Book Review: Vanishing Girls by Lauren Oliver

Tacye Hong March 5, 2015 1
  • Plot
  • Character Development

Vanishing GirlsWhile Lauren Oliver’s most famous works, The Delirium trilogy, are dystopian novels with a touch of sci-fi elements, her contemporary novels certainly do not disappoint. With last year’s gripping novel Panic packed with adventures and suspense, it is clear why readers are and should be pumped for the newest release Vanishing Girls.

Vanishing Girls is a contemporary thriller that again deals with suspense and mystery that fans of Lauren Oliver have slowly grown to love in Panic. However, while Panic is about conquering fear, it is nonetheless just a harmless light-hearted novel. On the other hand, Vanishing Girls is a brilliant attempt to portray the importance of family in a teenager’s life and also the heavy subject of the fragility of life.

Vanishing Girls follows the lives of sisters Nick and Dara before and after an accident that not only caused physical injuries, but also caused emotional scars. Through the journey that Lauren Oliver has carefully planned for the two protagonists, readers get to witness how the relationship between the two plays out and how the accident damages their family.

The most unique element of this book is definitely the fact that Lauren Oliver has shaped the story through Dara and Nick’s perspectives, both from before the accident and after it. While dual POV is nothing new, the before vs. after narrative is rather uncommon in today Young Adult fictional world. This works perfectly with the nature of the story as the accident has such an impact that the events just do not continue to flow but are discrete. This does not disrupt the flow of the story; in fact, helps build up the background in pieces gradually. As a result, the suspense is built fantastically.

Regarding the character development, the different POVs help shape the two characters as individuals. However, the back and forth timeline makes it slightly difficult to solidify the characters. On one hand, readers get to know the characters from multiple perspectives. On the other hand, the multiple perspectives can sometimes blur together in readers’ minds, especially due to the fast-paced storyline, and thus be a tad bit confusing to differentiate between the two characters.

The suspense has been built up perfectly such that whilst the truth is not revealed till the very end, readers have just enough to get by. The ending is very compelling and believable and you will find yourself wanting to re-read it just to examine the clues yourself.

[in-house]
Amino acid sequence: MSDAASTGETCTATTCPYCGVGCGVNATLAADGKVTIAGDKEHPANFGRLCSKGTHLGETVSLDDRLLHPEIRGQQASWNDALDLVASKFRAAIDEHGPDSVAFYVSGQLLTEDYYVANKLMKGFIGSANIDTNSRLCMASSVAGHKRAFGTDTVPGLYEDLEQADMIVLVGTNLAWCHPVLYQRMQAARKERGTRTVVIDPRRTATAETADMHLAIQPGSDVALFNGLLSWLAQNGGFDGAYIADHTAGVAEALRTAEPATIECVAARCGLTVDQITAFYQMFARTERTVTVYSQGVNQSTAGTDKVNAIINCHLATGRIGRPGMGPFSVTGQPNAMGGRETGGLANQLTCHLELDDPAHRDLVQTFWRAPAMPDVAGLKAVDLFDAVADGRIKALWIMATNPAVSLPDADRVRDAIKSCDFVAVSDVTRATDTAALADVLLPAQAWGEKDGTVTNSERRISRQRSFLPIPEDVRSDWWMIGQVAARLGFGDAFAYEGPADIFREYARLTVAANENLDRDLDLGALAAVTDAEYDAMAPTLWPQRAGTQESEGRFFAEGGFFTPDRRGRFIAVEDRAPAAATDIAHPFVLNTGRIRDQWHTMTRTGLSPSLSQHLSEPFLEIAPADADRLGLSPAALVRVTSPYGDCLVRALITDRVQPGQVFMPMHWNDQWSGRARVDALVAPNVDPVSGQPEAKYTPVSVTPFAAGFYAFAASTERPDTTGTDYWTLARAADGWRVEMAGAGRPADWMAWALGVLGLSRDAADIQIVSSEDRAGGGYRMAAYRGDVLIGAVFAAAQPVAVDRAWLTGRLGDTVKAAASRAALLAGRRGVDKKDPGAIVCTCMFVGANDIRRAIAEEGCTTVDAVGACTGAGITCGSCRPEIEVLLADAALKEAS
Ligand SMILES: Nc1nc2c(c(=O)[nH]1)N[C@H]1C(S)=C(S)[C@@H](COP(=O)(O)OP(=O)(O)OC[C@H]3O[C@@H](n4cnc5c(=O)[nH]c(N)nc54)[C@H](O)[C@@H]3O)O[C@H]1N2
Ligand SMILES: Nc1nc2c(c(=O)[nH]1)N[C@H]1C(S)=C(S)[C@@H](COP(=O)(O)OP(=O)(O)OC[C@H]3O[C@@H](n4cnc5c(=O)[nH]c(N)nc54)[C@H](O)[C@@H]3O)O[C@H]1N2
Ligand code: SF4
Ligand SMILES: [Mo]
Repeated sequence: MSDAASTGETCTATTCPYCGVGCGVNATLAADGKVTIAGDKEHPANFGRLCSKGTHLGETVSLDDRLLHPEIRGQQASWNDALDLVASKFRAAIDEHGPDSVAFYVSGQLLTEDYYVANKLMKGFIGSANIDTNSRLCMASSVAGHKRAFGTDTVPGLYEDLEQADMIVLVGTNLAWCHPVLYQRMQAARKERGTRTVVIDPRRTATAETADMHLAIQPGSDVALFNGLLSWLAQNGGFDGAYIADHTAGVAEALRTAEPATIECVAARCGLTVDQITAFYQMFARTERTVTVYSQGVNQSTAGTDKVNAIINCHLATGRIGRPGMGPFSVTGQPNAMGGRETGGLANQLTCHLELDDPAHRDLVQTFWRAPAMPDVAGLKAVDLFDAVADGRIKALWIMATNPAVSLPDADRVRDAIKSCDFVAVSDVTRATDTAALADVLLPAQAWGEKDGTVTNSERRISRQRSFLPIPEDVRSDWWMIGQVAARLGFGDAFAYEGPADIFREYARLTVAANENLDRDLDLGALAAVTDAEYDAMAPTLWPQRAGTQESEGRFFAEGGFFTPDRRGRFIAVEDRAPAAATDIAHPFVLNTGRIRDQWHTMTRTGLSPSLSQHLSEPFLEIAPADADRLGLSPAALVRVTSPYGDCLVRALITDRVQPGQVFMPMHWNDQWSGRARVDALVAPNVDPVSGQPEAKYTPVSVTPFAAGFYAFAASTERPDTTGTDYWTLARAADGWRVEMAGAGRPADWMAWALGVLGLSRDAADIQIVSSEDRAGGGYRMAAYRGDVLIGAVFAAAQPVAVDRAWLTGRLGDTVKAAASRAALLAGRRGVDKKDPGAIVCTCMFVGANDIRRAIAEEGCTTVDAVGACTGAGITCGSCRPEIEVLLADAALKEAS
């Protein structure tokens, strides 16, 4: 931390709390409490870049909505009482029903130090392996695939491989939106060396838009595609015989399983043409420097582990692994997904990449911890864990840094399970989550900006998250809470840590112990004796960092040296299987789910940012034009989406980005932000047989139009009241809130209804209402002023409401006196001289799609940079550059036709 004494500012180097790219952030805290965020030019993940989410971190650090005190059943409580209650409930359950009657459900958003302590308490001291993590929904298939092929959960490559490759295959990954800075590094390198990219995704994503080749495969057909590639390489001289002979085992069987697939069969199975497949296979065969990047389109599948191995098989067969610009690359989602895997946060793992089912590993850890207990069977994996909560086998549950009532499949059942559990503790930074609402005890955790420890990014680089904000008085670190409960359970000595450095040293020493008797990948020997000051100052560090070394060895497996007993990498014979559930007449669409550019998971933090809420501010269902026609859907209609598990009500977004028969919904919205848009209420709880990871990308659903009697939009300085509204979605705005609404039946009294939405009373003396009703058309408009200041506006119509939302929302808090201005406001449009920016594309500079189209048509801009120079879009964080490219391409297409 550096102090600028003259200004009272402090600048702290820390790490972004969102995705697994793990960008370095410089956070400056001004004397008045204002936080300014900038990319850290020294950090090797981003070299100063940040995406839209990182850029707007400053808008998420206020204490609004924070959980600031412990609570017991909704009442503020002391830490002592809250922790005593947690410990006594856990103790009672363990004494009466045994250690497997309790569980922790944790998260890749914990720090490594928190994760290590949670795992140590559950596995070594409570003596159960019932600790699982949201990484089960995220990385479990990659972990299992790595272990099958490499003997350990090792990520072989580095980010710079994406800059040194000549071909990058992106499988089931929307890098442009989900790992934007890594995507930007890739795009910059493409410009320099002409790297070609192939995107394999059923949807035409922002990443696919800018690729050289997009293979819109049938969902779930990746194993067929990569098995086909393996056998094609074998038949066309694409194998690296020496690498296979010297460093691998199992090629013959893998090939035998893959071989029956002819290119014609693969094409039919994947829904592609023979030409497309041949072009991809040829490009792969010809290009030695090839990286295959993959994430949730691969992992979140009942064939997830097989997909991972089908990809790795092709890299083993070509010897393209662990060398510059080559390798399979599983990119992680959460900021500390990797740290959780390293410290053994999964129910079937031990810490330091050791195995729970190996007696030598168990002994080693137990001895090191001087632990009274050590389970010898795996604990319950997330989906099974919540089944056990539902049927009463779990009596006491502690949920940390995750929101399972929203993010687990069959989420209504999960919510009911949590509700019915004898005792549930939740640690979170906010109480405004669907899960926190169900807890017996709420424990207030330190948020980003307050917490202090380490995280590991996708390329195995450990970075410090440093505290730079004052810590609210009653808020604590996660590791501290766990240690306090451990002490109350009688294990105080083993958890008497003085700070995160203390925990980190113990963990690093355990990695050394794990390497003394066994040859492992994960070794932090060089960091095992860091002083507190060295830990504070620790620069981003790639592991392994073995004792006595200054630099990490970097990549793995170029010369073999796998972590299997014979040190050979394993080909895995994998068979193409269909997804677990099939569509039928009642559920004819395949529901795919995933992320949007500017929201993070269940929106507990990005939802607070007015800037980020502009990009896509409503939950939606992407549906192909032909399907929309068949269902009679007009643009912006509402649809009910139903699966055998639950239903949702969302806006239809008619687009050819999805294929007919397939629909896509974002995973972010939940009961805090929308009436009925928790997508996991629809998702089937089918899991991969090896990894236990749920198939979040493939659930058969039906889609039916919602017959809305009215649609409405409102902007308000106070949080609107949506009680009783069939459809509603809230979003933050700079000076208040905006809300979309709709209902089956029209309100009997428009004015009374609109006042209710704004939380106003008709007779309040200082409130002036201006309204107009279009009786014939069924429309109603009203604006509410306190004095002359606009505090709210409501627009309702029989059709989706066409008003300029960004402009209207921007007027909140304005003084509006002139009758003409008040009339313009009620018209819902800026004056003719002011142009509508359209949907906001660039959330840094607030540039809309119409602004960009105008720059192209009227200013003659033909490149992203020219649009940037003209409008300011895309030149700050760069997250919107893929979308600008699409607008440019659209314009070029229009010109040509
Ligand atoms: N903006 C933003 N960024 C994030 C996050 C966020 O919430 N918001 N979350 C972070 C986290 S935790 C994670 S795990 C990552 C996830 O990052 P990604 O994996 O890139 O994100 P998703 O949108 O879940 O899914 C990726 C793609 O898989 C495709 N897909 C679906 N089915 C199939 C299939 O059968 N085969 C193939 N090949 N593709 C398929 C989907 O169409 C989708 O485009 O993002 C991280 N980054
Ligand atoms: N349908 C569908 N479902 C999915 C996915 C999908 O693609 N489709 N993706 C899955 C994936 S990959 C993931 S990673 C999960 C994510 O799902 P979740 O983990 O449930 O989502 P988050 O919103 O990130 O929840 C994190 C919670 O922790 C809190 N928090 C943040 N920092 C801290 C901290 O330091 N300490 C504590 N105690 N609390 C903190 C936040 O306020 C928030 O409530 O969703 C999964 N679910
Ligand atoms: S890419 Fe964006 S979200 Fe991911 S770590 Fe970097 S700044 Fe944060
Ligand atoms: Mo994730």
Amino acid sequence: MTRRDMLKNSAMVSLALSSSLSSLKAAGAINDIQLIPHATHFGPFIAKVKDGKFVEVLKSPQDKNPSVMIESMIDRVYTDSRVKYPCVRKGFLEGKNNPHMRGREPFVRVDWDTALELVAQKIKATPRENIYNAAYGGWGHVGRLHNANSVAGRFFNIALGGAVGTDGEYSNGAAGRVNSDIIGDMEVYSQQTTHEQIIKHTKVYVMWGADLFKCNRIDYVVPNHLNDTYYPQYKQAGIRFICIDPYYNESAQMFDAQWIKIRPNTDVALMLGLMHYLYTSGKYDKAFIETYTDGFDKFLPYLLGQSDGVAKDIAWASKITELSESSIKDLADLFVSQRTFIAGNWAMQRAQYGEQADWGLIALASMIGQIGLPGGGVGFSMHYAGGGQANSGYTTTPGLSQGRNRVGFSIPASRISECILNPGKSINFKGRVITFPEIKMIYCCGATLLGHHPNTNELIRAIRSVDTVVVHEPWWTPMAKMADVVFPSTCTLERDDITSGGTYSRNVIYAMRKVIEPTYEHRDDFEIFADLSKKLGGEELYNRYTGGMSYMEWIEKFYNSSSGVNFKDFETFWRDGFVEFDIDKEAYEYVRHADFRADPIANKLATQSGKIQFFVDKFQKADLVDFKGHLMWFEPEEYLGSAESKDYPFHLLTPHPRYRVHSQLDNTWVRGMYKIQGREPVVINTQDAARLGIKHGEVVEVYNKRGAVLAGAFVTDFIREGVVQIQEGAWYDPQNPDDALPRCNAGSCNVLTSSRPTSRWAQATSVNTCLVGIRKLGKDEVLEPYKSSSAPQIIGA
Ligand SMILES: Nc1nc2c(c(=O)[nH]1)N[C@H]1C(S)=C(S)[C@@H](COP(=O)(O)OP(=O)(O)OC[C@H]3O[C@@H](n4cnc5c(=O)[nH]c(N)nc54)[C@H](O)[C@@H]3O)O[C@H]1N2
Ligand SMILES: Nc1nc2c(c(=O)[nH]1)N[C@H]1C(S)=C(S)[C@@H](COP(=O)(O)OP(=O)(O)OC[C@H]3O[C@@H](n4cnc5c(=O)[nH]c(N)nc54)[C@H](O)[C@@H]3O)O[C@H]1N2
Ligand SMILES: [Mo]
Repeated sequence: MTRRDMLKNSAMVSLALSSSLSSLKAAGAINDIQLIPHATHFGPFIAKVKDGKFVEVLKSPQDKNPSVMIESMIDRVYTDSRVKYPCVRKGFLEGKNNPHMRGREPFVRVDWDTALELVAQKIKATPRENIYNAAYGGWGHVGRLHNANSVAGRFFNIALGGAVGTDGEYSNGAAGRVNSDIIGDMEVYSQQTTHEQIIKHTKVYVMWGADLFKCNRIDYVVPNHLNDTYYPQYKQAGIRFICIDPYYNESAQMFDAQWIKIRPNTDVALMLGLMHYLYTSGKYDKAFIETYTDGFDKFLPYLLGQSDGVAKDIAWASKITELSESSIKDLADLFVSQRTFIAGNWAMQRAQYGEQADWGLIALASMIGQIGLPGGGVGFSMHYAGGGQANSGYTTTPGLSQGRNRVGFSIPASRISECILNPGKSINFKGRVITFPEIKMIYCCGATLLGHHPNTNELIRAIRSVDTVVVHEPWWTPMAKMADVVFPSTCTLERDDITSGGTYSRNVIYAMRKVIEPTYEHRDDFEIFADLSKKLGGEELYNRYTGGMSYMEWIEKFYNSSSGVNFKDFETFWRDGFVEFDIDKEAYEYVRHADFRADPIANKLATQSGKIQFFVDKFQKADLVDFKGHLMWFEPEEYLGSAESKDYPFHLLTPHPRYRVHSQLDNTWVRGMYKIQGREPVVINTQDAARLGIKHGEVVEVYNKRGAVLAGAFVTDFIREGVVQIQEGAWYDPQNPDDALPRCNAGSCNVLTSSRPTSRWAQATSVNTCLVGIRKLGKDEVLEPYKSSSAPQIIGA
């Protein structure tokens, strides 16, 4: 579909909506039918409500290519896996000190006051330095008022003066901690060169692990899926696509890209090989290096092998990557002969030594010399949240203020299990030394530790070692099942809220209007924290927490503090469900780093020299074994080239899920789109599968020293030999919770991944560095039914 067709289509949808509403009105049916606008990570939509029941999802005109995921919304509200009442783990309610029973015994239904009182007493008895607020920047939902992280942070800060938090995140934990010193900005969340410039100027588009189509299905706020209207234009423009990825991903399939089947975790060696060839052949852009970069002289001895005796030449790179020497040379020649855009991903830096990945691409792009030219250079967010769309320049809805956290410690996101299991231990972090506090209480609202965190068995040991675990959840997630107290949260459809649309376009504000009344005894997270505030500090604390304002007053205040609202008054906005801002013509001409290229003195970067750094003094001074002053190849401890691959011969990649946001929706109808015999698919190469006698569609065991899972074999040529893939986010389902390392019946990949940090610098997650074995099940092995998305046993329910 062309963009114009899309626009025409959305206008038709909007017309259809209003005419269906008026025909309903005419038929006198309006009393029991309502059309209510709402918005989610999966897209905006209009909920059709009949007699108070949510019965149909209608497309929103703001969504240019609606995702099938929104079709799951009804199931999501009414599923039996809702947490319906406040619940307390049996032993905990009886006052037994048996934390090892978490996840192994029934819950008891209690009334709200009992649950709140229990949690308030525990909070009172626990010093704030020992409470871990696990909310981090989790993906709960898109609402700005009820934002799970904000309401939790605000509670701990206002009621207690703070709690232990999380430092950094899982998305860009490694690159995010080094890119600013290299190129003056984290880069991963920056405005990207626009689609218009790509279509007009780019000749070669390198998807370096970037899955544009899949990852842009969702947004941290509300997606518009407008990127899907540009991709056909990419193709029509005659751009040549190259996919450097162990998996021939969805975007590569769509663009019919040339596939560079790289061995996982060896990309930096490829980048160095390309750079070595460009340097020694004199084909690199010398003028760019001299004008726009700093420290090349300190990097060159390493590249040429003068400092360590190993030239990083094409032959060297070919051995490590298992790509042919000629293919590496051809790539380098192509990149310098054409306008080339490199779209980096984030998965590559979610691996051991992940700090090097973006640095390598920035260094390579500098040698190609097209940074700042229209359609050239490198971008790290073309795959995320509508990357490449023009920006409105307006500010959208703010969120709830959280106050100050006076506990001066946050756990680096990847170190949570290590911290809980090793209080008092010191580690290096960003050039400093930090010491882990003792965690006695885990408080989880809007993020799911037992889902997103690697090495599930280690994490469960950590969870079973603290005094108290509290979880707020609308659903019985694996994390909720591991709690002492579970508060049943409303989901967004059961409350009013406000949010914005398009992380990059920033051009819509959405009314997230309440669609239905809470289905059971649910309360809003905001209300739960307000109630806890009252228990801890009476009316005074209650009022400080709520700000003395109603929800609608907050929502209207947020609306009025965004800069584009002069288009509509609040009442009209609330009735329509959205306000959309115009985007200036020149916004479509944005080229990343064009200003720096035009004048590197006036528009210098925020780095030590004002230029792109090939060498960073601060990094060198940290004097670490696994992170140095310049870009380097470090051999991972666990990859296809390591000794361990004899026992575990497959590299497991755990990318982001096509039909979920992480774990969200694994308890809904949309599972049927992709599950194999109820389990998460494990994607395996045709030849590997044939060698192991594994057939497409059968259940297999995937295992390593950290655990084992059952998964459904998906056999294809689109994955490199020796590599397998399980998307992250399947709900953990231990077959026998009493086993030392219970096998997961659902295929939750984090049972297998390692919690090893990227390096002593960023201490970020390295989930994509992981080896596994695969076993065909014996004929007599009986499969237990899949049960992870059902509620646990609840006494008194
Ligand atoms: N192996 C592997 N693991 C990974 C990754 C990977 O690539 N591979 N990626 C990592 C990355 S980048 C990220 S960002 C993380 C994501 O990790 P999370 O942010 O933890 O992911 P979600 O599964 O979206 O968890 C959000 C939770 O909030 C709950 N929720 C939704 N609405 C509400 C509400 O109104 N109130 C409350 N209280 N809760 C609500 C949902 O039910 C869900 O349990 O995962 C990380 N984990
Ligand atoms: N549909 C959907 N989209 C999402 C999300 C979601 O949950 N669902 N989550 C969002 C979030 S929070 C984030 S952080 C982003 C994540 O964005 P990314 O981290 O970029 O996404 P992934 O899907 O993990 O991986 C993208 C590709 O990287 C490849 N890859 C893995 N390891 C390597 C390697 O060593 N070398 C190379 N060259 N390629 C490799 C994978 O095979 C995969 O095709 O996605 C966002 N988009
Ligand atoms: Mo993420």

Overall, Vanishing Girls is definitely a book that should be added to your TBR-pile. It is very different from what teen readers are usually reading nowadays and it is certainly a read that will freshen up your mind from the corrupted governments and the high fantasy elements. Not only will Lauren Oliver’s fans adore the writing style that is so intriguing, Young Adult readers or even adult readers will come to love the gripping storyline and the captivating execution of the story.

Click here to learn more about Vanishing Girls!

Disclaimer: ARC provided by Harper Collins Canada in exchange for honest review. All opinions are my own.

Buy-Now

Be Sociable, Share!
  • email
  • Facebook
  • StumbleUpon
  • Delicious
  • Digg
  • Reddit
  • Tumblr
  • LinkedIn
  • Google Bookmarks

One Comment »

  1. Katia Lief March 9, 2015 at 12:20 am - Reply

    Please note that Vanishing Girls is a novel originally published by HarperCollins, in 2012, by Katia Lief. Some of my readers have expressed confusion, since it’s the same title and the same publisher, and so I am spreading the word.

    “Vanishing Girls is powerful, provocative, and pulsating with verve; it also marks an evolution of character and circumstance that should serve the series well in future installments. Further, Karin Schaeffer is both complex and compelling, and arguably one of the strongest female figures in contemporary crime fiction—and her absolute strength of will is a testament to the resilience of the human spirit.”
    —John Valeri, Hartford Books Examiner

Leave A Response »